I have never watched A Street Car Named Desire. As a part of my goal to see one classic movie I have never seen each month during the course of my “I have never...” year, watching A Street Car Named Desire seemed an obvious choice. Although my limited knowledge of the film created no real desire to watch it prior to this year, my “I have never...” research on some of the greatest movies in history revealed A Street Car Named Desire was bound to a series of distinct honors in American cinematic history. Particularly, the film was consistently recognized as groundbreaking in its willingness to take on themes of domestic violence and mental illness, and its rare feat of garnering academy award wins in three out of the four acting categories set it aside in the annals of American cinema. As a result, I decided I would sit through the film for the first time as a part of my “I have never...” year. At minimum, I figured the experience would offer some deeper insight into the evolution of modern cinema, but I never expected it would leave me heavy and morose by the time the film reached its conclusion.
Although I had a basic idea of the premise behind A Street Car Named Desire heading into the movie, the film’s rapid progression from a woman seeking a new life with the help of her sister in New Orleans to a tale of instability, despair, and forlorn caught me by surprise. As I watched Blanche DuBois fall into the trappings of the tormented life led by her sister, Stella, I felt myself caught between a state of disconnection and compassion. Under the thumb of Stella’s significant other, Stanley, I watched as the man progressively detracted any element of control in Stella and Blanche’s lives. Through fear and violence, Stanley dictated and left Stella feeling helplessly bound to his way of life. In a state of dystopia the couple existed beyond the scope of reason, and Blanche was simply left to tolerate the madness and let it slowly eat away at her well-being.
|A hopeful new start|
Very early in the film, I was at a loss as to why Stella and Blanche persisted in the environment, but their lack of any alternative made me realize plotting an escape was likely too heavy a lift in such desperate conditions. As a result, I could only look on as Stanley’s control and anger swelled while Blanche attempted to fight her demons, escape her old life, and rescue her now-pregnant sister. Behind a thin veil of gentry, her struggles and alcoholism took their toll as she fought for herself and Stella, until she was left incapable of finding happiness and managing her day-to-day life.
|A hollow love|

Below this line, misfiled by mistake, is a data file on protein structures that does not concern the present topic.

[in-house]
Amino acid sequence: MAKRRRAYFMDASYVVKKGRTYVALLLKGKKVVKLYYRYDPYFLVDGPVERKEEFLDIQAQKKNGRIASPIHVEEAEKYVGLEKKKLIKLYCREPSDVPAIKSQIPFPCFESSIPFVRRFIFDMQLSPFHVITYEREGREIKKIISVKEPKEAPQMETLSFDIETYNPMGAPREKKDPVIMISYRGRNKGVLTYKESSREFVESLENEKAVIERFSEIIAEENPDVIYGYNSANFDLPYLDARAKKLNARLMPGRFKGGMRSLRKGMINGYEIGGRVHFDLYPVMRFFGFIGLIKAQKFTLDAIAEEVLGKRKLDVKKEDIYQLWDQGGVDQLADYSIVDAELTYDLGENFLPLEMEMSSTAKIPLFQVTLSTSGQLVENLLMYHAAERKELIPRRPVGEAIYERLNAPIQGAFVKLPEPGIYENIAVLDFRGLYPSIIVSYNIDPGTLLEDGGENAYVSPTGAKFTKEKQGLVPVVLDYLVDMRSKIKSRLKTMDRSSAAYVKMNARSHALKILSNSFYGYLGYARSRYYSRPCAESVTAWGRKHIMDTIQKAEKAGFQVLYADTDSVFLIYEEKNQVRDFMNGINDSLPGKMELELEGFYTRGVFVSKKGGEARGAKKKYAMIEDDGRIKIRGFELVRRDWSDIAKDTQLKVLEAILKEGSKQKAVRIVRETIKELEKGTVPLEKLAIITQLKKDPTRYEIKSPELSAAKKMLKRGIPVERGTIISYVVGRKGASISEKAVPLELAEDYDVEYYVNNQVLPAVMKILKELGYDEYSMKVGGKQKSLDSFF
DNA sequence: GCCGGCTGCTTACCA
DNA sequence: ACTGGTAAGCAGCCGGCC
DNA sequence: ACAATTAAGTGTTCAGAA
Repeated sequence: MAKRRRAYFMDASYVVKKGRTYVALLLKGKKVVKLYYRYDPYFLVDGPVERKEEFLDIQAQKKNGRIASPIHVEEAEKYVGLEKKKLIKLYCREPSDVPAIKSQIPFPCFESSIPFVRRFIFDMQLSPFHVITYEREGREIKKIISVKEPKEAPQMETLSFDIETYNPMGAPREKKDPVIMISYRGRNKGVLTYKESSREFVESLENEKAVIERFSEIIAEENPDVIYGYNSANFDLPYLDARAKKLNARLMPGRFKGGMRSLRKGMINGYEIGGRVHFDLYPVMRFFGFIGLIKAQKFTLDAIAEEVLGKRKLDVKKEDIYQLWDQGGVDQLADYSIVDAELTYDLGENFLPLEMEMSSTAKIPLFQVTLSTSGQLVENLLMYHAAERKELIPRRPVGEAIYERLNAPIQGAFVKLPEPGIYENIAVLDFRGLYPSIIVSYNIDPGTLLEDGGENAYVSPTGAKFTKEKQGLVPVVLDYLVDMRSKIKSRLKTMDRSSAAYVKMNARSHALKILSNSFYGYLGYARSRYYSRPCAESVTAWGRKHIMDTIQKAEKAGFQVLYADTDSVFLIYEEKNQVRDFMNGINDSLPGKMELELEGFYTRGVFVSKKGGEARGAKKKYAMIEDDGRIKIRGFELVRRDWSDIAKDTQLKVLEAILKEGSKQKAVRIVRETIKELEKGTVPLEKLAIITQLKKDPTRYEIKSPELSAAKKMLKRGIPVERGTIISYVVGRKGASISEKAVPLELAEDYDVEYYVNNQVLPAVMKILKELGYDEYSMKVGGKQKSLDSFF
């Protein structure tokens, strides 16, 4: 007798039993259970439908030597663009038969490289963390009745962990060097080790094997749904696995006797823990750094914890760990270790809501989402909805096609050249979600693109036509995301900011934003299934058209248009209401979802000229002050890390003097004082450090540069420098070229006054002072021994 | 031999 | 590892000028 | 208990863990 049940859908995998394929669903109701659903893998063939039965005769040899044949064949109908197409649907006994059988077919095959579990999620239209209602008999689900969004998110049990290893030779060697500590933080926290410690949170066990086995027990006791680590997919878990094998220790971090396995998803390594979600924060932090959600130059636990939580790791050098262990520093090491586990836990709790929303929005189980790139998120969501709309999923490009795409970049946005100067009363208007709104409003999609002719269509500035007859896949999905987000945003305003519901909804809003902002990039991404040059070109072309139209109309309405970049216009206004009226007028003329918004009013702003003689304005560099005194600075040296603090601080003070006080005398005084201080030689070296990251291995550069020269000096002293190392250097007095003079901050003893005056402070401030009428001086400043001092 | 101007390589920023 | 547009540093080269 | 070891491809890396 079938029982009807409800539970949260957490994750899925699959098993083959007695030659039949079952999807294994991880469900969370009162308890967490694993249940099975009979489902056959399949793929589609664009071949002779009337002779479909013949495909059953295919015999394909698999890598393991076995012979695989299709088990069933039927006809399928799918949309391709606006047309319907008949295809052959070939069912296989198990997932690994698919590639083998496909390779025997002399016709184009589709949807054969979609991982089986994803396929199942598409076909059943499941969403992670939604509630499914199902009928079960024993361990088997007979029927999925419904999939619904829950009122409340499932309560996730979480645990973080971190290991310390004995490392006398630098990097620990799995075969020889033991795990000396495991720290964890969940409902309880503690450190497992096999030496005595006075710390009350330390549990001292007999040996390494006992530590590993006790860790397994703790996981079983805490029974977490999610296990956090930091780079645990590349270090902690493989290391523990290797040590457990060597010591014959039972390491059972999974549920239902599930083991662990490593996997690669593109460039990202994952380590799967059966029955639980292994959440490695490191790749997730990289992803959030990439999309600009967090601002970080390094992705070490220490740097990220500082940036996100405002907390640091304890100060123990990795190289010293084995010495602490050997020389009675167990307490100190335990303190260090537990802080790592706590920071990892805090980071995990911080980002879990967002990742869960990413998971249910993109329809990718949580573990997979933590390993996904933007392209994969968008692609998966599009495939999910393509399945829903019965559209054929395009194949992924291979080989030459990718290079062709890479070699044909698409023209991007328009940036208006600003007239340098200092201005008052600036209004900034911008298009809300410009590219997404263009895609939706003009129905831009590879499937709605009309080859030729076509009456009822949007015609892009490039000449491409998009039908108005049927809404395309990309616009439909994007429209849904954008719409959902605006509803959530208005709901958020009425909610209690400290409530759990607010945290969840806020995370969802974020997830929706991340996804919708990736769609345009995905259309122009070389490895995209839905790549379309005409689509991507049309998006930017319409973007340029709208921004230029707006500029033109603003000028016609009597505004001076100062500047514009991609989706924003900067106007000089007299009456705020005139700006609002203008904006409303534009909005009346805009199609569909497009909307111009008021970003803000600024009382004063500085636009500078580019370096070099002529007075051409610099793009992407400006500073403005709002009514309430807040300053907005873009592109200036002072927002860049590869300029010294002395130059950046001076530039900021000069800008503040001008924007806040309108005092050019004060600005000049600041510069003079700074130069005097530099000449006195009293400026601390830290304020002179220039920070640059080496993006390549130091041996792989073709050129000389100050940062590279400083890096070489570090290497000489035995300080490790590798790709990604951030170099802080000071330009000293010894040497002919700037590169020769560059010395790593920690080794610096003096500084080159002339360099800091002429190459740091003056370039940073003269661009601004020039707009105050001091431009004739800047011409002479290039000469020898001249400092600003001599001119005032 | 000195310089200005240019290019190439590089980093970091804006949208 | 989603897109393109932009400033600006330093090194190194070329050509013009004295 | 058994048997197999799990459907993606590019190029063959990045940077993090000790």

As the film progressed it became apparent the environment and circumstances surrounding Blanche were eroding her mental state and pushing her toward a sudden brink. Behind the illusion of a relationship with one of Stanley’s friends, Mitch, she simply was at battle with the reality around her and the forces within. As a viewer, I was in dismay at her tortured existence, hopeful she would find a way to her happy ending, but almost certain she would not. This perspective was only reinforced when Stanley took action to uproot Blanche’s relationship with Mitch and sent her life into an accelerated spiral. Weary and detached, Blanche barely held on until a final confrontation with Stanley on the day of her nephew’s birth, which resulted in an intoxicated Stanley forcing himself upon Blanche in her sister’s absence, shattering any semblance of stability left in Blanche’s mind.
|The final confrontation...|
|...and a woman, lost.|
In the final minutes of the film I held my hand to my face as scenes of a delusional Blanche flashed across the screen. Broken, she lived in a false existence, relying on escapism to distance herself from the reality of living under the same roof as the man that had violated her and continued to punish her dejected sister. Eventually seeking to remove the last ties to the woman he had assaulted, Stanley used this slip in Blanche’s mental state to have her removed forcibly from the home and thrown into an institution. In my mind, it was the final insult Stanley could offer to Blanche, which solidified isolated, sad feeling I had felt building throughout the film. Although the final scene of Stella promising her newborn son she would cut Stanley out of their lives and climbing the stairs to the safety of her neighbor’s apartment offered some hope, to me that outcome was anything but certain.
With the credits rolling, I sat next to Rachael silent for several minutes before she broke the silence. “That was something else, huh?” Rachael said quietly. At first, I simply nodded my head in agreement, still formulating my thoughts on the movie. It wasn’t until the television screen went black that I finally spoke. “You know, it’s sad and uncomfortable,” I said staring at the blank screen, “but it was meant to be that way. This was one of the first films to take on the concepts of domestic violence and mental illness in an authentic way. It’s heartbreaking, but it cast a light over dark places.” The words escaped my lips effortlessly, and they made me realize the real power of A Street Car Named Desire. As a film that didn’t gloss over controversial topics, it encapsulated many of the ills of society and their effects on people. It made terrible concepts real, forcing the audience to talk about them openly. In the early 1950s that was revolutionary and it helped establish the potential of cinema going forward. While the story wasn’t a happy one, there are a lot of lessons to be learned and a lot of perspective to be gained from this film. Those takeaways make me glad I finally took time to watch A Street Car Named Desire.